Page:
Sunday, February 27, 2005


7:53 - Starr is bizarrely scary. Maggie Gyllenhaal is drunk and possibly heading toward a Jolie-esque familial moment.

This may well be all I have to say, cause I'm sleepy, haven't seen any of the damn movies and am way more interested in finishing Boy Proof than watching this stuff.

The phrase BLING BLING has now been retired. Send Starr a telegram.

Now Oprah is there. This back and forth is a little too much. Go home and read, O!

(Apparently telling someone they look "gorg" is the new thing. Do not say this to me.)

8:12 - Renee Zellweger, also drunk, definitely scary... she may be about to implode. Why, Renee, why?

8:20 -- All young actresses may be on heroin. Thank god Cate Blanchett is there to be classy. We love you, you Ionic column.

Don Cheadle's wife is hott. He is nicee.

Scarlett -- pretty as always, but hair's a tiny bit crimping iron.

This really may be it. Night all. Stay red.

8:45 - Terry Bisson loves Pootie Tang. Or maybe he was kidding. Chris Rock shouldn't be so hard on himself.

Oooohhhh... will Halle Berry scratch his eyes out for that Catwoman 2 joke?

9:07 - What the fuck? I guess that the make-up winners aren't important enough to get to go up on stage? That's a bunch of bullshit. They should get their time up there just like anyone else.

Drew Barrymore looks amazing.

9:22 - Edna Mode! Happy now.

10:01 -- Paul Newman. Either still alive or dead. Hard to say. Wait, it's not even his montage -- it's Sydney Lumet's and he's still alive. I think they should start doing lifetime achievement at the technical awards with Ms. Johannsen -- better to stay awake.

10:09 - Okay. I am now officially a lame pumpkin. Boy Proof is a lovely little book, but now I am finished with it and must sleep. Let me know what Kate Winslet's dress looks like. Turn the lights off when it's over.

Monday, February 21, 2005

switching stations for a moment

We just got back from The Sadies/Neko Case show. Fucking rocked, of course. But here's my query. For those of you kids in the know (Richard, Ted?) how does one choose the optimal set of ear plugs, which block out just enough decibels to protect your hearing but not enough to damage your experience. (The ability to block out really drunk annoying guy and his drunk bimbette botox queen who just wandered up the street from the radio folk hour show with Webb Wilder would be a plus, but not necessarily a dealbreaker as there's something kind of ambient about comments like "'This Little Light of Mine' was pretty damn cool, huh?" or "Depressin'? You mean like Amy Mann?" I'd tell you about the botox broad's broken wrist, but it's late and what I'm really interested in are...) Ear plugs.

Advice, warnings, pointers, cost estimates. Por favor?

Also, The Sadies won my heart with their version of "Pretty Polly," a song I've never actually heard a version of that I didn't immediately fall in love with.

Stranger than fiction

Alan thought that I should retell the story that Ted was asking about below. Frank, I'm sorry but you're wrong. It's true, however strange it is. I told the story at Wiscon last year and I got the feeling that no one believed me. About a year and a half ago, a co-worker was down south somewhere, I think it was Belize, for a family vacation. One of her daughters scraped her leg on coral while she was snokeling. When they got back to the U.S. the scrape had gotten infected so she was treated with antibiotics and the scrape seemed to get better. A little while later, her daughter complained about pain in her leg after a soccer practice. When they pulled the sock down, her leg was swollen and red, so they took her right into the doctor again. The doctor referred them to an orthopedic surgeon. I think they thought the infection had gotten into the bone. The surgeon recommended immediate surgery. After he was done, my co-worker said that he came out with a little tray. He said that he had never seen anything like it and showed my co-worker and her husband a small fish. The fish was about three inches long and an inch and a half wide and was just plain tan colored. The doctor said that he thought she must have gotten some eggs in the scrape from the coral and the fish just grew in her leg. The doctor said he would probably get a good journal article out of it but I don't know if its been published, yet. I think he kept the fish with that in mind. My co-worker's daughter who is a teenager was understandably mortified and didn't want anyone to know about it. I'm hoping it will become just a great story for her to tell someday. It is amazingly similar to a Rosario Ferre story with a shrimp. I copied the story for my co-worker to give to her daughter. She didn't understand why I was giving it her but she took it and said, "But this isn't fiction, it really happened."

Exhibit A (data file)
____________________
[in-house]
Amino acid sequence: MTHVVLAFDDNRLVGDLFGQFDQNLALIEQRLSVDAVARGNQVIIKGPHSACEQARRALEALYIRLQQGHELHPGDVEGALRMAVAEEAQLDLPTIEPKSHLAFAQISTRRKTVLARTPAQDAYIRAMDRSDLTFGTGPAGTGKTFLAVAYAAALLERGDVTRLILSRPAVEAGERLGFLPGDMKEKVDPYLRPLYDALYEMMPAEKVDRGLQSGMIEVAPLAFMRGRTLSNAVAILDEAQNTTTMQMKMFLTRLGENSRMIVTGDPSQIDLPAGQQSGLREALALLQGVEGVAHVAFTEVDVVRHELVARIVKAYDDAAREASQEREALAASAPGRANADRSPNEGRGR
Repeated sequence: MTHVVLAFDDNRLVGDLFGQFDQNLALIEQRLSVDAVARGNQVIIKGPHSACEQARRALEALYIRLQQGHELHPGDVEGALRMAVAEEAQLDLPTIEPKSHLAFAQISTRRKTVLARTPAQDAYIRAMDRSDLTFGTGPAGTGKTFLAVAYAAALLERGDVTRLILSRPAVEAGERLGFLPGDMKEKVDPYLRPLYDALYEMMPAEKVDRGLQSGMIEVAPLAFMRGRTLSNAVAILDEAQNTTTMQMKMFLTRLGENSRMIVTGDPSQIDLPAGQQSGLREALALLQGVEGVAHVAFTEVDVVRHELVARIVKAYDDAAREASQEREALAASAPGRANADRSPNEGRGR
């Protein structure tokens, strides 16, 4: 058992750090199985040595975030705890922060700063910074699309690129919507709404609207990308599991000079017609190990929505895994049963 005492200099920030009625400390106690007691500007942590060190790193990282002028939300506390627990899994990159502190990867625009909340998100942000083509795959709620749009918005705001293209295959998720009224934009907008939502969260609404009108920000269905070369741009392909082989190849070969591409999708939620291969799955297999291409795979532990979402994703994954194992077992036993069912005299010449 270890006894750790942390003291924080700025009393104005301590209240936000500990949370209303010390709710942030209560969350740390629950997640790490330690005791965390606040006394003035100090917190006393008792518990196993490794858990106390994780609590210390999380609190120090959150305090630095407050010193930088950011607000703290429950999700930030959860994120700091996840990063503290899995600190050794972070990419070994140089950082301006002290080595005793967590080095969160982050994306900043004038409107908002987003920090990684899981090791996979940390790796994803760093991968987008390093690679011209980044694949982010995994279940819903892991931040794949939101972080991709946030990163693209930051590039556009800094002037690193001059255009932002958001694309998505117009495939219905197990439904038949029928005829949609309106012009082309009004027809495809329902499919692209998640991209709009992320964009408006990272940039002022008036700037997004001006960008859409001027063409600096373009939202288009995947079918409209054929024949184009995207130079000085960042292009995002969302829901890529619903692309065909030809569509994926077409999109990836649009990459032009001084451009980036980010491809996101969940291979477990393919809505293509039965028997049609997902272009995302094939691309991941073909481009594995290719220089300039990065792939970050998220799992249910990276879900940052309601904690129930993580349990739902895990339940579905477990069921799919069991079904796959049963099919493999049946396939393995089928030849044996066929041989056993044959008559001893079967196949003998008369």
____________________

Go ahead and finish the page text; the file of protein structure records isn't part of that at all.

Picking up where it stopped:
My take on the whole thing from discussions with a few microbiologists is this. In college cell biology, we were taught that we first developed in the ocean bathed in salt water. When we first left the ocean we had to find a way to take it with us. and so the ocean is now inside us. The egg found a friendly environment to develop and it must have been able to draw nourishment from its surroundings. When her body couldn't get rid of it, it probably tried to set up some kind of barrier around it. I was told that that happens with some types of parasites.

Saturday, February 19, 2005

Who really wants to follow a post by Ted?